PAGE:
I think Storms River as a whole was a let down, but there’s a reason. Our original plans were going to take us to Hogsback which is a 5.5 hour drive from Knysna. As we were short on time, we received some recommendations that Storms River would offer the same nature we were looking for at a fraction of the distance, making it a more manageable option for us. Even though I haven’t seen Hogsback, I just don’t think the two are comparable. Hogsback is supposed to be the inspiration for the Lord of the Rings, fairies in forests, more forests, and more forests. Well, our hike at Storms River which is in Tsitsikamma National Park took us up a beautiful trail overlooking the ocean, but we just couldn’t find a forest. There were many forests around that were manmade, but not the mythical, enchanted forest I was dreaming about. I think we were just set up for a let down from the beginning. Or perhaps we just couldn’t find the trail we were looking for. Maybe you can find the forests in Storms River.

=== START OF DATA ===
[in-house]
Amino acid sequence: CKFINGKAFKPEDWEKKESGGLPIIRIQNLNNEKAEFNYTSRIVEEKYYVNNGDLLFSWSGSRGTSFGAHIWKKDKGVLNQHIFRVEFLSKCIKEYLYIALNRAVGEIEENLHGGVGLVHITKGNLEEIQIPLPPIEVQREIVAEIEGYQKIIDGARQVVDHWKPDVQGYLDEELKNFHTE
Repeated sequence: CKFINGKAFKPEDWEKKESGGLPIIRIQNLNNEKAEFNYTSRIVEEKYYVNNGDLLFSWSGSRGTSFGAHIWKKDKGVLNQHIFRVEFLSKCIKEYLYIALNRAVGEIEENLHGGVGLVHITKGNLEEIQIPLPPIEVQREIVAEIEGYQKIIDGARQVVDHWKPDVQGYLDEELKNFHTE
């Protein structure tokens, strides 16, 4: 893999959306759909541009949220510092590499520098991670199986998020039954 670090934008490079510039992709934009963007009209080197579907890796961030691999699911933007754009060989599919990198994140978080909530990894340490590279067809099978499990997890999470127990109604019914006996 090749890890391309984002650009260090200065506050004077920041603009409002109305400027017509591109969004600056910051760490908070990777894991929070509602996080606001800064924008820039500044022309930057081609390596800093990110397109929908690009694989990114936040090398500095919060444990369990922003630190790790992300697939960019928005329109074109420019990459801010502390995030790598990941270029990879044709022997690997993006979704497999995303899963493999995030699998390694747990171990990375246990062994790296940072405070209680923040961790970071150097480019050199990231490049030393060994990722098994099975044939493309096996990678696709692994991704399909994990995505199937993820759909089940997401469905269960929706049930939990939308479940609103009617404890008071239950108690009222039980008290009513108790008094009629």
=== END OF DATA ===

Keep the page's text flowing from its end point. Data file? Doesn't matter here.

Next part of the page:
If you’re looking for more of an adventure you can go jump off a bridge. I mean with a bungee attached to you of course. Nick toyed with the idea of doing this; I knew exactly where I stood: H-E-DOUBLE-HOCKEY-STICKS-N-O! I mean it is the highest bungee jump in the world, right? Well, it was. There just always have to be a one-upper (or 3) in the crowd doesn’t there? But who’s counting meters when you’re plunging headfirst into the earth, especially is you’re American? That’s what I thought. Either way, we didn’t pull the trigger this time.

Jeffreys Bay. (Night 10)
Approximate driving time: just about an hour
Location: Eastern Cape province
Accommodation: Island Vibe (also in Knysna and Port Elizabeth)
Accommodation Review: This place is like a compound. I’m not sure how many buildings they own but they seem to have their own section of the beach. The room we stayed in had a wonderful view of the beach but it did not have a lock. Make sure you bring your own lock if you want to stay here. Conveniently, they do have ones you can buy. Jeffreys Bay Surf School is also located at Island Vibe. They offer daily classes or a surf camp if you’re feeling extra surf-y.